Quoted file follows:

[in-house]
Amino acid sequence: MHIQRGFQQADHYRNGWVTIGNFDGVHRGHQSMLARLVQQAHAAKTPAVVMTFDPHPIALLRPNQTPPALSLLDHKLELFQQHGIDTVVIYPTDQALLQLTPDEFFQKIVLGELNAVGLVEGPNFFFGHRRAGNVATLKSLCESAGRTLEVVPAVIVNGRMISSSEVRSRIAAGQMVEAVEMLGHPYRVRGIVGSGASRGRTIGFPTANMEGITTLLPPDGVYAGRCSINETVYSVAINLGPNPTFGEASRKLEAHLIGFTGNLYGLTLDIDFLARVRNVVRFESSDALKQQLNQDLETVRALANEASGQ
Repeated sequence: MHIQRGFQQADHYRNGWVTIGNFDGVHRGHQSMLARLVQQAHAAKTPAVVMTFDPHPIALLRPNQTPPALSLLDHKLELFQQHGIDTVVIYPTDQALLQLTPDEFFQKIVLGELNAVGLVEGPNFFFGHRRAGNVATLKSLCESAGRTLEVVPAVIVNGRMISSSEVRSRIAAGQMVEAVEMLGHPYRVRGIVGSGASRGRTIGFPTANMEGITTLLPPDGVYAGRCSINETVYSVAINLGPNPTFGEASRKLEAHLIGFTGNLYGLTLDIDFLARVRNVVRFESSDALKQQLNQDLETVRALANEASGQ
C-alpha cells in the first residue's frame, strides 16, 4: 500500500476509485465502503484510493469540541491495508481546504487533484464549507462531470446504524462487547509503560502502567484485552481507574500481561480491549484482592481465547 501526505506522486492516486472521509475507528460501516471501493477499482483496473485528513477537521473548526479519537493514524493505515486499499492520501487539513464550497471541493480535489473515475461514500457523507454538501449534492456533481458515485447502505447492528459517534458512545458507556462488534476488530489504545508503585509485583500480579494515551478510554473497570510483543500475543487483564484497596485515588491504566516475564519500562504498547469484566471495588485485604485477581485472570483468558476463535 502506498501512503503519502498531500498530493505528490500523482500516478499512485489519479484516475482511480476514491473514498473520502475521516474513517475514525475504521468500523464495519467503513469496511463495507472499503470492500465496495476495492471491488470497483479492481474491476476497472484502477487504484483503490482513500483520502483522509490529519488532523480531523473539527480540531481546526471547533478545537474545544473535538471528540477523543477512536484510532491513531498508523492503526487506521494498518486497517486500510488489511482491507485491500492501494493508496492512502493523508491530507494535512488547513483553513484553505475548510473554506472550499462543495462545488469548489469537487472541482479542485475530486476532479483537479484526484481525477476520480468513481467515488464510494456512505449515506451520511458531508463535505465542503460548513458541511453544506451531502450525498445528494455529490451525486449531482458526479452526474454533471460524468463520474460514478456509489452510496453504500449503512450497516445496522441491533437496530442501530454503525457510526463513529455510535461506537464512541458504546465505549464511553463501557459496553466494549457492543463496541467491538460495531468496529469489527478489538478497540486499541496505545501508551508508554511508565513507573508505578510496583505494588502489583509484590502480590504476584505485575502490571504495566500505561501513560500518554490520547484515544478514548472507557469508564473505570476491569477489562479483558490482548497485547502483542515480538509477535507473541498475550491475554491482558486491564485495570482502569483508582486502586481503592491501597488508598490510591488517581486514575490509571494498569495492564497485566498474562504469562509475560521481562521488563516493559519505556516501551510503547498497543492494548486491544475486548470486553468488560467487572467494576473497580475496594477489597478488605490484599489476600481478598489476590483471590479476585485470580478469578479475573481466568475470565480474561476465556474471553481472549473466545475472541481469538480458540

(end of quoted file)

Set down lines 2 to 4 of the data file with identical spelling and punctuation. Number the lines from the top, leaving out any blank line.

Amino acid sequence: MHIQRGFQQADHYRNGWVTIGNFDGVHRGHQSMLARLVQQAHAAKTPAVVMTFDPHPIALLRPNQTPPALSLLDHKLELFQQHGIDTVVIYPTDQALLQLTPDEFFQKIVLGELNAVGLVEGPNFFFGHRRAGNVATLKSLCESAGRTLEVVPAVIVNGRMISSSEVRSRIAAGQMVEAVEMLGHPYRVRGIVGSGASRGRTIGFPTANMEGITTLLPPDGVYAGRCSINETVYSVAINLGPNPTFGEASRKLEAHLIGFTGNLYGLTLDIDFLARVRNVVRFESSDALKQQLNQDLETVRALANEASGQ
Repeated sequence: MHIQRGFQQADHYRNGWVTIGNFDGVHRGHQSMLARLVQQAHAAKTPAVVMTFDPHPIALLRPNQTPPALSLLDHKLELFQQHGIDTVVIYPTDQALLQLTPDEFFQKIVLGELNAVGLVEGPNFFFGHRRAGNVATLKSLCESAGRTLEVVPAVIVNGRMISSSEVRSRIAAGQMVEAVEMLGHPYRVRGIVGSGASRGRTIGFPTANMEGITTLLPPDGVYAGRCSINETVYSVAINLGPNPTFGEASRKLEAHLIGFTGNLYGLTLDIDFLARVRNVVRFESSDALKQQLNQDLETVRALANEASGQ
C-alpha cells in the first residue's frame, strides 16, 4: 500500500476509485465502503484510493469540541491495508481546504487533484464549507462531470446504524462487547509503560502502567484485552481507574500481561480491549484482592481465547 501526505506522486492516486472521509475507528460501516471501493477499482483496473485528513477537521473548526479519537493514524493505515486499499492520501487539513464550497471541493480535489473515475461514500457523507454538501449534492456533481458515485447502505447492528459517534458512545458507556462488534476488530489504545508503585509485583500480579494515551478510554473497570510483543500475543487483564484497596485515588491504566516475564519500562504498547469484566471495588485485604485477581485472570483468558476463535 502506498501512503503519502498531500498530493505528490500523482500516478499512485489519479484516475482511480476514491473514498473520502475521516474513517475514525475504521468500523464495519467503513469496511463495507472499503470492500465496495476495492471491488470497483479492481474491476476497472484502477487504484483503490482513500483520502483522509490529519488532523480531523473539527480540531481546526471547533478545537474545544473535538471528540477523543477512536484510532491513531498508523492503526487506521494498518486497517486500510488489511482491507485491500492501494493508496492512502493523508491530507494535512488547513483553513484553505475548510473554506472550499462543495462545488469548489469537487472541482479542485475530486476532479483537479484526484481525477476520480468513481467515488464510494456512505449515506451520511458531508463535505465542503460548513458541511453544506451531502450525498445528494455529490451525486449531482458526479452526474454533471460524468463520474460514478456509489452510496453504500449503512450497516445496522441491533437496530442501530454503525457510526463513529455510535461506537464512541458504546465505549464511553463501557459496553466494549457492543463496541467491538460495531468496529469489527478489538478497540486499541496505545501508551508508554511508565513507573508505578510496583505494588502489583509484590502480590504476584505485575502490571504495566500505561501513560500518554490520547484515544478514548472507557469508564473505570476491569477489562479483558490482548497485547502483542515480538509477535507473541498475550491475554491482558486491564485495570482502569483508582486502586481503592491501597488508598490510591488517581486514575490509571494498569495492564497485566498474562504469562509475560521481562521488563516493559519505556516501551510503547498497543492494548486491544475486548470486553468488560467487572467494576473497580475496594477489597478488605490484599489476600481478598489476590483471590479476585485470580478469578479475573481466568475470565480474561476465556474471553481472549473466545475472541481469538480458540